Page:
Clinical Trials for COVID-19
Professionals from different healthcare sectors are coming up with research studies to combat the novel coronavirus. When you open your social media accounts or when you listen to the news, you will see and hear discoveries about certain medications, vitamins, therapies, and other interventions that can help us manage the disease that has crippled so many countries from different continents.
What are clinical trials?
Clinical trials are types of scientific research that involve the participation of humans to assess or evaluate the effectiveness of a certain medication, medical machinery, and health interventions. The involved participants may either be volunteers or recruited with payments.
A clinical trial can have different results. It can claim that certain treatment is effective and will create a breakthrough in the field. Contrary to that, a clinical trial can also yield a negative result. This means that the treatment that they are studying does not seem to be effective or is substandard. There are also findings that are inconclusive (more researches should be done) or non-inferior wherein the treatment is promising and although it gives the desired effect, it is just equivalent to standard treatment.
COVID-19 and Clinical Trials
As of today, there are 657 clinical studies have been recorded in ClinicalTrials.gov. Generally speaking, there are two types of clinical trials. The first one is the observational type. This is the type wherein there would be no experiments done. The investigators will simply evaluate what’s happening with their participants without manipulating any variable. Examples of this would be understanding the effects of isolated patients or those who are wearing masks.
On the other hand, interventional trials are the more aggressive type as these studies will divide participants into groups, give a particular treatment or intervention to one group, and then compare it with another group who did not receive it.
The COVID-19 clinical trials can be further classified according to the intention of the research. With the increasing number of people acquiring the virus, the World Health Organization has collaborated with different countries to come up with experimental studies to promote health. There are clinical trials that aim to identify which is the fastest, safest, and most effective way of identifying if a person is a carrier of the virus.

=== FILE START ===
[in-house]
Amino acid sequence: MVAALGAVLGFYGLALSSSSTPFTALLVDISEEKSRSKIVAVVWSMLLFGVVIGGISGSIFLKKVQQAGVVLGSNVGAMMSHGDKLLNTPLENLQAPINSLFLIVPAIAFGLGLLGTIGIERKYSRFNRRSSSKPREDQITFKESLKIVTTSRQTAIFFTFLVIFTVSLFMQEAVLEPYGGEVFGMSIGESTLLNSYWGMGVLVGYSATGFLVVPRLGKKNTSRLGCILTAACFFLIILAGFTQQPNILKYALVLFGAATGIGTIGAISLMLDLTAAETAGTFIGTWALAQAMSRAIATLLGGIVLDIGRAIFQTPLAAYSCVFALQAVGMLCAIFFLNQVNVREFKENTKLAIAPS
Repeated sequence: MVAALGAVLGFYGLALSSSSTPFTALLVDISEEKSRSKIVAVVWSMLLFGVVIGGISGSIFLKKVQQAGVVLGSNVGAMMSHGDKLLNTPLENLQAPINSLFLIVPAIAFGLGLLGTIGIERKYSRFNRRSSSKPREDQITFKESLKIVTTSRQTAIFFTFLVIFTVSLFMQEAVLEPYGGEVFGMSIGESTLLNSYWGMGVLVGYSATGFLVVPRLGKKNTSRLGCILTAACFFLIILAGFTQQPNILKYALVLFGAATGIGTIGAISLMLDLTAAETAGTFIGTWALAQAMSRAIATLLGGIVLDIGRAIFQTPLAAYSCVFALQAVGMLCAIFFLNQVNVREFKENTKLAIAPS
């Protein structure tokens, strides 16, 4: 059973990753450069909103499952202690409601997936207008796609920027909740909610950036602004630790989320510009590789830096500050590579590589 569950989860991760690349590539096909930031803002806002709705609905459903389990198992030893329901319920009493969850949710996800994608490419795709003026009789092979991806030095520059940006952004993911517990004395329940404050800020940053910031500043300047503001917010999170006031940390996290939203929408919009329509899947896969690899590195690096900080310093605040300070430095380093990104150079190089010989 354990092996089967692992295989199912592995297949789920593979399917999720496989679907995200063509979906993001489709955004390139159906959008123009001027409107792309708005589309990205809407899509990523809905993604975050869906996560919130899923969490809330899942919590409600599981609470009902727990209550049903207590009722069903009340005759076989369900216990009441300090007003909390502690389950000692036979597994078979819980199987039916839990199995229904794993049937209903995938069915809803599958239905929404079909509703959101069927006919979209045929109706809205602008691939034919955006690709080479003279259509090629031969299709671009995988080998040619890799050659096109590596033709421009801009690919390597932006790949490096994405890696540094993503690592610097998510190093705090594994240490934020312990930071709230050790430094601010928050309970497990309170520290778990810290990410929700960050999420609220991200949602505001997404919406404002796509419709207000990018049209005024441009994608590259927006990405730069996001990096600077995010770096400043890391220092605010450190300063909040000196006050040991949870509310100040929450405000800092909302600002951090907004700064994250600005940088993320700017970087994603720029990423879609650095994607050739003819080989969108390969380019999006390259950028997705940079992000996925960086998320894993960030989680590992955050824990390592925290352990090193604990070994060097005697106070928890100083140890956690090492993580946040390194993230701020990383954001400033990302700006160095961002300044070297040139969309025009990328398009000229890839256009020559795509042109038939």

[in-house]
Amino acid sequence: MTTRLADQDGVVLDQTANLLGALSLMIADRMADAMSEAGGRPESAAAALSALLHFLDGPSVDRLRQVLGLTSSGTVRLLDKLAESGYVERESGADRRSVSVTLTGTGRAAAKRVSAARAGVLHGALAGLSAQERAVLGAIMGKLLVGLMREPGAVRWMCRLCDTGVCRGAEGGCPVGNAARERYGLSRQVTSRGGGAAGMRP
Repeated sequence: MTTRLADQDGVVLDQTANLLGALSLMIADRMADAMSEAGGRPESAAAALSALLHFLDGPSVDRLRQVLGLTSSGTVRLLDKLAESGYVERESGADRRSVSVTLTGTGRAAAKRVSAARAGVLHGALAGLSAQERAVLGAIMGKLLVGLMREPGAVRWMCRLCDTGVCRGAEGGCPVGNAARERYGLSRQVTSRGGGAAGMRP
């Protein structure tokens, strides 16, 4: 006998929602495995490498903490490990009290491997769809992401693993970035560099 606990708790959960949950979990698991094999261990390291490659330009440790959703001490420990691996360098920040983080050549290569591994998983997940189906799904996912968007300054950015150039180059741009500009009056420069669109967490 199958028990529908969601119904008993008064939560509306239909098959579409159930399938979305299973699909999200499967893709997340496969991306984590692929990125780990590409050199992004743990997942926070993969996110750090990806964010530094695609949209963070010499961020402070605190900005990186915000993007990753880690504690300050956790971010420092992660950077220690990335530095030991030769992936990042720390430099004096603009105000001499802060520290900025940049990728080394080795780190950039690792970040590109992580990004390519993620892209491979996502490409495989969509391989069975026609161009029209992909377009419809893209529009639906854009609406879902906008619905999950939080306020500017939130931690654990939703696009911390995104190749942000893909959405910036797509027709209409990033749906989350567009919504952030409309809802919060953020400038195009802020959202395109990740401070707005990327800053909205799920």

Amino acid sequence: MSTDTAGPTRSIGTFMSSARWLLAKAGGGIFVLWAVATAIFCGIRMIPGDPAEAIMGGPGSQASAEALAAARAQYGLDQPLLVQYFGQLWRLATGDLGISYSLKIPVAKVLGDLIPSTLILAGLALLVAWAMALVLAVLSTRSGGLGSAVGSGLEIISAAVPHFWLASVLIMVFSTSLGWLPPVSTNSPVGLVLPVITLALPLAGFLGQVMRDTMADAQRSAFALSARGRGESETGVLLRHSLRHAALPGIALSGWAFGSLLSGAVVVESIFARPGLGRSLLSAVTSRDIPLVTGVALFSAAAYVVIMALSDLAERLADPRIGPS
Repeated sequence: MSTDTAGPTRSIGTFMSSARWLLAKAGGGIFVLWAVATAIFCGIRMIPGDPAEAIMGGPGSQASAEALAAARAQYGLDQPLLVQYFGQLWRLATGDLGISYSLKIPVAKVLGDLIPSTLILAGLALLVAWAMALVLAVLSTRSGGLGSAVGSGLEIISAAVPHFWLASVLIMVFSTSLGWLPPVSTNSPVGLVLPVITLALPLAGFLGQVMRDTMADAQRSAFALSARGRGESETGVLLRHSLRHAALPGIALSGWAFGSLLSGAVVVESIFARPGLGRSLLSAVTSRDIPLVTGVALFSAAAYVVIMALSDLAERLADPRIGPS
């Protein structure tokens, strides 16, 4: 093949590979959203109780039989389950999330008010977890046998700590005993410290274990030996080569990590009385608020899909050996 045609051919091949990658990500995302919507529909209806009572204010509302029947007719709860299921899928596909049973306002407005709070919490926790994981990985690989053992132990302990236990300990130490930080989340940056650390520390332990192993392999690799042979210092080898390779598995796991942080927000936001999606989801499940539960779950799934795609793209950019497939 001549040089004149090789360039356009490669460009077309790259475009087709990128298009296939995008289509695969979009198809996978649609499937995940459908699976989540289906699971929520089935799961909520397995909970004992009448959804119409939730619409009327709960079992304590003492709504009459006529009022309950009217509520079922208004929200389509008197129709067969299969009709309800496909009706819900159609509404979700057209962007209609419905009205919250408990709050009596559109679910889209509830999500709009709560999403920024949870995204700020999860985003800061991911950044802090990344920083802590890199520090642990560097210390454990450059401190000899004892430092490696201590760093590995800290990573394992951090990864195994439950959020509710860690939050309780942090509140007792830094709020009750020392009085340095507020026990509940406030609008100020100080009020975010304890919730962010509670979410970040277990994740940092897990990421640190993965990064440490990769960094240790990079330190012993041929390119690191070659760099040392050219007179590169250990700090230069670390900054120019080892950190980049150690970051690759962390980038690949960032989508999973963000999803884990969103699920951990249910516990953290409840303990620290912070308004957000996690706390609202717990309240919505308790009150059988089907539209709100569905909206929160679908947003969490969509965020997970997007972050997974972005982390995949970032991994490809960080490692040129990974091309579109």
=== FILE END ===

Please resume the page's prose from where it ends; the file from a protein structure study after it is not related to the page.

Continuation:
The majority of the interventional trials are involved in finding treatments for those who are sick. In China, for example, they have a number of experiments to check the effects of chloroquine, lopinavir, favipiravir, oseltamivir, azvudine, baloxavir marboxil, and combinations like traizavirin and basic treatment or tranilast and conventional treatment.
Medications like antimalarial, antiangiogenic, antimicrobial, antioxidants drugs are being tested to check if they could be repurposed in killing the coronavirus. Immunosuppressants, gas inhalations, modulators of the immune system, removal of cytokines, and therapies based on plasma, are also being investigated to know if they are effective in curing the illness or at least relieving the signs and symptoms.
There are, of course, certain clinical trials that are focusing on vaccines, anti-malarial drugs, anti-viral medications, and the use of personal protective equipment to protect those who are not yet infected by the virus and. These are done to prevent the virus from spreading as well.
What can we do to help?
Clinical trials are, without questions and doubt, aiming to find a solution for certain health issues such as COVID-19. If you are looking for ways on how to contribute to humanity, participating in such will surely help the situation. Be reminded that the faster we can come up with positive studies, the faster we can put a stop on this pandemic.